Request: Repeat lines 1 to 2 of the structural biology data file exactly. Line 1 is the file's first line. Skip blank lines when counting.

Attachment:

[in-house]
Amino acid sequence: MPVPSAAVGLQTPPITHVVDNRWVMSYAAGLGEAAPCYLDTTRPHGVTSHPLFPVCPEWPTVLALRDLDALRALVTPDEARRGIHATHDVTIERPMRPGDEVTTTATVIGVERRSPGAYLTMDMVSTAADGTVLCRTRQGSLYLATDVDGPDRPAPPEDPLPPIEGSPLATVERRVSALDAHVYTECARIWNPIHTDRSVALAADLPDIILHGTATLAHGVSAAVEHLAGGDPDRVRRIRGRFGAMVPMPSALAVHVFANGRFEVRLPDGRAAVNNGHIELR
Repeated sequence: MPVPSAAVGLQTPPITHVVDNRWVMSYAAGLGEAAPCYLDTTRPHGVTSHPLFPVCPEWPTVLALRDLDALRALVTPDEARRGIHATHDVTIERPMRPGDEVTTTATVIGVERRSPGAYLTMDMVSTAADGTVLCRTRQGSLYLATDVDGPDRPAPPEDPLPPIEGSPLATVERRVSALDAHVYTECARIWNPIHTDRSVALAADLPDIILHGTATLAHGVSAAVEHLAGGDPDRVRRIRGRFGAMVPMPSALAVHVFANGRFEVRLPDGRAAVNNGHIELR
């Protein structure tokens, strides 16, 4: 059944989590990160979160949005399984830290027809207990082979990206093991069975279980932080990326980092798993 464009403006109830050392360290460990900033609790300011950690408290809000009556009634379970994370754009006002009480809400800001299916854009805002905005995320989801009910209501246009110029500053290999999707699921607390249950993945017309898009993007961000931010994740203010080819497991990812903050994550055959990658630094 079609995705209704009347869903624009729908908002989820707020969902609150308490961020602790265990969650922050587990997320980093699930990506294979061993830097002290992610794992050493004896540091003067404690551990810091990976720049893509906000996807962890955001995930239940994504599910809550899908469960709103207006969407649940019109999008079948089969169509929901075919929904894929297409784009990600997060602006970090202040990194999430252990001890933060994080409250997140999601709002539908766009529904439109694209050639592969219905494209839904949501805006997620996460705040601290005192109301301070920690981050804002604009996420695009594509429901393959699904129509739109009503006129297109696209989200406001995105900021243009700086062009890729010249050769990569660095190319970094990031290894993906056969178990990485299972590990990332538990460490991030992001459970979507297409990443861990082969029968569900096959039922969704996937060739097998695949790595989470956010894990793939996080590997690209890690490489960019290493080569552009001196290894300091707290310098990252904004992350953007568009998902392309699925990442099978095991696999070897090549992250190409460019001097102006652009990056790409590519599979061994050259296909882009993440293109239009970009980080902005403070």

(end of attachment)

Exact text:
[in-house]
Amino acid sequence: MPVPSAAVGLQTPPITHVVDNRWVMSYAAGLGEAAPCYLDTTRPHGVTSHPLFPVCPEWPTVLALRDLDALRALVTPDEARRGIHATHDVTIERPMRPGDEVTTTATVIGVERRSPGAYLTMDMVSTAADGTVLCRTRQGSLYLATDVDGPDRPAPPEDPLPPIEGSPLATVERRVSALDAHVYTECARIWNPIHTDRSVALAADLPDIILHGTATLAHGVSAAVEHLAGGDPDRVRRIRGRFGAMVPMPSALAVHVFANGRFEVRLPDGRAAVNNGHIELR